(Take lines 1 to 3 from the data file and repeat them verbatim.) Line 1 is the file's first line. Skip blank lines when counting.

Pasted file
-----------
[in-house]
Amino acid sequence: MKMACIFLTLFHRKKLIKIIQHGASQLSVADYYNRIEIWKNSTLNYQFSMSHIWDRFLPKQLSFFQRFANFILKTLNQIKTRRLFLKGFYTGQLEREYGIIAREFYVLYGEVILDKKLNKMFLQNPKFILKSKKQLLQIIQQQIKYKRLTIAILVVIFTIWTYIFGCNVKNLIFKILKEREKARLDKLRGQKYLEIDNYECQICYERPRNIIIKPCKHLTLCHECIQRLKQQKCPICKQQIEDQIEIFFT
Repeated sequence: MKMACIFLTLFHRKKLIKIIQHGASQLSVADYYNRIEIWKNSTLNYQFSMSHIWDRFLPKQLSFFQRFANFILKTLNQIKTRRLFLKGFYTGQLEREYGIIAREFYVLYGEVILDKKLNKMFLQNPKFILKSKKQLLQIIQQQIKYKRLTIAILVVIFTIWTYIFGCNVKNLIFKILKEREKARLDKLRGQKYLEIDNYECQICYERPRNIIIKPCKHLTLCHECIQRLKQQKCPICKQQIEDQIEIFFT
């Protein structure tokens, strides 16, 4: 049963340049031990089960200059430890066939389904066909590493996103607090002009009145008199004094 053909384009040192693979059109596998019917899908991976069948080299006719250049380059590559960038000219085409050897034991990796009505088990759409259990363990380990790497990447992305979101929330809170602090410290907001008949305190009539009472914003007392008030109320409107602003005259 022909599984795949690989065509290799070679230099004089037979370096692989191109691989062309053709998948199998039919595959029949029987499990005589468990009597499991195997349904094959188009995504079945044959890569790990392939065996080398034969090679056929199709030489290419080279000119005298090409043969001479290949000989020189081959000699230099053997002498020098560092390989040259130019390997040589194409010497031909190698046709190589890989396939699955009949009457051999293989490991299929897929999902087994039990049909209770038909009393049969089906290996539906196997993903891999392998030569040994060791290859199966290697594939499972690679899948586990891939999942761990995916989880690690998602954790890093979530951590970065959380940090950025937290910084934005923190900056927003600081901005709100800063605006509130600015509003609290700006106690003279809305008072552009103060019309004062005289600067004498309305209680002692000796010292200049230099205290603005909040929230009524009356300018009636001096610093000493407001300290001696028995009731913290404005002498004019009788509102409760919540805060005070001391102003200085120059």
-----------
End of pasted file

[in-house]
Amino acid sequence: MKMACIFLTLFHRKKLIKIIQHGASQLSVADYYNRIEIWKNSTLNYQFSMSHIWDRFLPKQLSFFQRFANFILKTLNQIKTRRLFLKGFYTGQLEREYGIIAREFYVLYGEVILDKKLNKMFLQNPKFILKSKKQLLQIIQQQIKYKRLTIAILVVIFTIWTYIFGCNVKNLIFKILKEREKARLDKLRGQKYLEIDNYECQICYERPRNIIIKPCKHLTLCHECIQRLKQQKCPICKQQIEDQIEIFFT
Repeated sequence: MKMACIFLTLFHRKKLIKIIQHGASQLSVADYYNRIEIWKNSTLNYQFSMSHIWDRFLPKQLSFFQRFANFILKTLNQIKTRRLFLKGFYTGQLEREYGIIAREFYVLYGEVILDKKLNKMFLQNPKFILKSKKQLLQIIQQQIKYKRLTIAILVVIFTIWTYIFGCNVKNLIFKILKEREKARLDKLRGQKYLEIDNYECQICYERPRNIIIKPCKHLTLCHECIQRLKQQKCPICKQQIEDQIEIFFT